Reading an informative text over morning coffee, about “How People Change”, reminded me of how sweet it was to reminisce with some old friends at a wedding in Lakewood last Sunday. Friends that I hadn’t seen since TYP high school days, Isaac Leizerowski and David Gibber. Along with fellow Philadelphian Michael Bohm, we first recollected the other “Philly Boys” in our class: Myron Chaitovsky, Joseph Mogul, David Neuberg, George Sokolowski, Zuriel (“Zook”) Weiner, and Dan Wohlgelernter. And then the “out of town” crew of Naftali Bier, Elli Cohen, Dovid Elias, Naftali Horowitz, Moish Koenig, Drawing-a-blank-on-his-firstname Malinowitz, Yerachmiel Thav, Matis Weinberg, Yudi Rupp, and Yonah Weinrib.
There were others we weren’t certain of, and most likely could confirm only with a yearbook in front of us. As I recall, they started with us but were “separated from the class” at some point: Steve Klein (left for T.A. in ’67), Jackie Kohn (more interested in basketball than in Talmud at the time), Meir Kotler (may he Rest in Peace), Amiel Novoseller (graduated in ’70), and Josh Lichtenberg & Abby Ringelheim (Abbott & Costello). There was another short-term individual on whom I’m blanking by the name of Tresh or Thresh or something thereabouts. I recall how he always spoke to the Rebbe firsthand in the third person, and how odd that sounded at the time.
And then of course the teachers – Rabbis Kamenetsky, Svei, Kaplan, Taub, Stefansky, Mandelbaum and Sturman, and their secular counterparts Messrs. Chernoff, O’Rangers, Jacobs, Boris, Savitz, Ranft, Contini and Cantor. (And dare we forget Sunday afternoon Health Classes with Zook’s brother, Michael Wiener.)
On humid days of summer I can still recall the feeling of playing stick ball in the parking lot of the Merion Station across the street, home plate chalked on the wall, coming back inside the barely air-conditioned 6063 Drexel Rd. ex-mansion. Our Boys of Summer would head down the cellar stairs to the Canada Dry vending machine for a Mountain Dew, or a newly introduced bottle of Wink to cool off before heading back to class.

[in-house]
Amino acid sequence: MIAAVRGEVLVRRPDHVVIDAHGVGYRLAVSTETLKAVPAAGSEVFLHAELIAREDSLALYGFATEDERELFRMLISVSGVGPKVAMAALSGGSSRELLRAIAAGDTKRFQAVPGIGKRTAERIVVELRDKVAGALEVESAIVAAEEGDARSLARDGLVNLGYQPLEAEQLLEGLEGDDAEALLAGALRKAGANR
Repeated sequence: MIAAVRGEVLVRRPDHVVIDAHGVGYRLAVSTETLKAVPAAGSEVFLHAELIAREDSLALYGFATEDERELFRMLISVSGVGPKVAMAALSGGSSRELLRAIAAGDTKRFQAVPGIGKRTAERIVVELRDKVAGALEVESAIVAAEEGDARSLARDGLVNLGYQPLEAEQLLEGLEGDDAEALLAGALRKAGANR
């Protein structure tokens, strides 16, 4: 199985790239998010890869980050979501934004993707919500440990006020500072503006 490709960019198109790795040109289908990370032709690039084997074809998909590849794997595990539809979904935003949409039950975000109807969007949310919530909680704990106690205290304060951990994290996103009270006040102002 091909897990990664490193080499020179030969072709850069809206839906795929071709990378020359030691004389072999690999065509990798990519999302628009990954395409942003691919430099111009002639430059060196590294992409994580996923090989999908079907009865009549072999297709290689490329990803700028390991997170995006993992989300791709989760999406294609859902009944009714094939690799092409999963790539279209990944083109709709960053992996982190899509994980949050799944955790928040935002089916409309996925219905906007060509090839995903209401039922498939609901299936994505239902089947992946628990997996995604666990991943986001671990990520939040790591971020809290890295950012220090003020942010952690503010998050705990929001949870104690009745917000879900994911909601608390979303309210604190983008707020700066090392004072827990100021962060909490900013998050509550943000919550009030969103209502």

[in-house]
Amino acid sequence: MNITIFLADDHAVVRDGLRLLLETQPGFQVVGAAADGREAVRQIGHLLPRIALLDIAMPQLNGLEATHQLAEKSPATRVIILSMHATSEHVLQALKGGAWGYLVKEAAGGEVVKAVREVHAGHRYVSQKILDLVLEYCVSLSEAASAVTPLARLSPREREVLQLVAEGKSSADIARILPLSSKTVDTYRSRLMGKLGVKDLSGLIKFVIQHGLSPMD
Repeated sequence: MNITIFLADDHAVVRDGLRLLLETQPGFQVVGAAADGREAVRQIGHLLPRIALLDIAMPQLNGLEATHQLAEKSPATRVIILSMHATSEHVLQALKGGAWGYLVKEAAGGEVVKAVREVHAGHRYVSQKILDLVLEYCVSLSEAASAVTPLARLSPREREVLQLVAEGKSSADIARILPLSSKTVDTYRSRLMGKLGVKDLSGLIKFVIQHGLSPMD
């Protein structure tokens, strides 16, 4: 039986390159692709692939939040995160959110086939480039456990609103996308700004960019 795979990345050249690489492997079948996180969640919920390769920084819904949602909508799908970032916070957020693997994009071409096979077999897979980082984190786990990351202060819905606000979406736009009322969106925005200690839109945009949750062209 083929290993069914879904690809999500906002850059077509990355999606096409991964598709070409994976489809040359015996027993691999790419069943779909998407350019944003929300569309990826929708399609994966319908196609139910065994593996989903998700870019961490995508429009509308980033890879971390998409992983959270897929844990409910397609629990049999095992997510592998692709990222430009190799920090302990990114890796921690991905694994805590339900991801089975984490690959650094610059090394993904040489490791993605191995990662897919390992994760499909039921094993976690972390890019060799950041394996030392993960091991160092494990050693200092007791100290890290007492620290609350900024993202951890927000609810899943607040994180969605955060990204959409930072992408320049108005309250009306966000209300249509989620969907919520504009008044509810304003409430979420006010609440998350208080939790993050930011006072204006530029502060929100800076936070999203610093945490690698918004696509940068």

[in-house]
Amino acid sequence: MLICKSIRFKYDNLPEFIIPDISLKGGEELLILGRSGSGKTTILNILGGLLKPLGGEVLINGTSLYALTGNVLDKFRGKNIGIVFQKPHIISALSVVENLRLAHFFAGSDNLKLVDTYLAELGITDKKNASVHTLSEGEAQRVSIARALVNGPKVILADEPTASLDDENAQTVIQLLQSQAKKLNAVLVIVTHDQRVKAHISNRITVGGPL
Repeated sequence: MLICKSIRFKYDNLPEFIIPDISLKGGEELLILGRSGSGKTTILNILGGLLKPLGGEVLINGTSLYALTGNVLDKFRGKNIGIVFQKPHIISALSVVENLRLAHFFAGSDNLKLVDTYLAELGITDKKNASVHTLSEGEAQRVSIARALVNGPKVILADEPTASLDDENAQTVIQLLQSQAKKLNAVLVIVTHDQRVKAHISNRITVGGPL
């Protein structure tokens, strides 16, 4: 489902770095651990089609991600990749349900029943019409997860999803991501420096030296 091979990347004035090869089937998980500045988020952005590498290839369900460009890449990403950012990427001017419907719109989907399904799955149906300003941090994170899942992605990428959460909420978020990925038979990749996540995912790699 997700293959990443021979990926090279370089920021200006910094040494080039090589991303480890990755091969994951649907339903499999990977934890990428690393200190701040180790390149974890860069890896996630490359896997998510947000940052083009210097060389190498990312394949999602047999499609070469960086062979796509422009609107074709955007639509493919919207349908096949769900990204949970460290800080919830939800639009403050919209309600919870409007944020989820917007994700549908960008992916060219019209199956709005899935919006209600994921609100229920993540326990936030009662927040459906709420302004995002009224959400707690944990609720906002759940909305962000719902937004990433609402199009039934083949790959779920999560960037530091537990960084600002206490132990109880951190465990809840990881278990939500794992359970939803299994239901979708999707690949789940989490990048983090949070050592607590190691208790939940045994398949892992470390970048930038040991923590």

Certainly a good deal of learning occurred inside the classroom and its text pages, but my fondest memory of high school was the learning that occurred outside. From that Merion Station one snowy winter’s day I recall taking the train to Center City Philadelphia, walking to the incomparable public library, listening to Mama Cass Elliot belt out Words of Love. I was doing some research for a debate about the Kennedy assassination, having been assigned the position supporting a conspiracy theory, with the opposing point of view backing The Warren Commission represented by Daniel Wohlgelernter. I was holding my own until DW lacerated me with this line: “Your arguments remind me of a steer. A point here, and a point there, but in between there’s alot of bull”. To this day I thank him for sharpening my saw.
Dovid Gibber delineated the whereabouts of our classmates well-recognized as “Talmidei Chachomim”, literally Students of Wisdom. My talmudic career was comparatively short-lived because, as my “Chavrusa” (study buddy) Zook Wiener was fond of saying, when it came to talmudic texts I had the attention span of a fly. Nonetheless I have always remained respectful of the personal and career paths of TYP grads, and as Michael remarked, moments of nostalgia also remind us that our secular studies preparation was not too shabby. This includes the English chiseling of Martin Ranft, who encouraged a few of us to take the Advanced Placement Test, and instilled a lifelong love of language.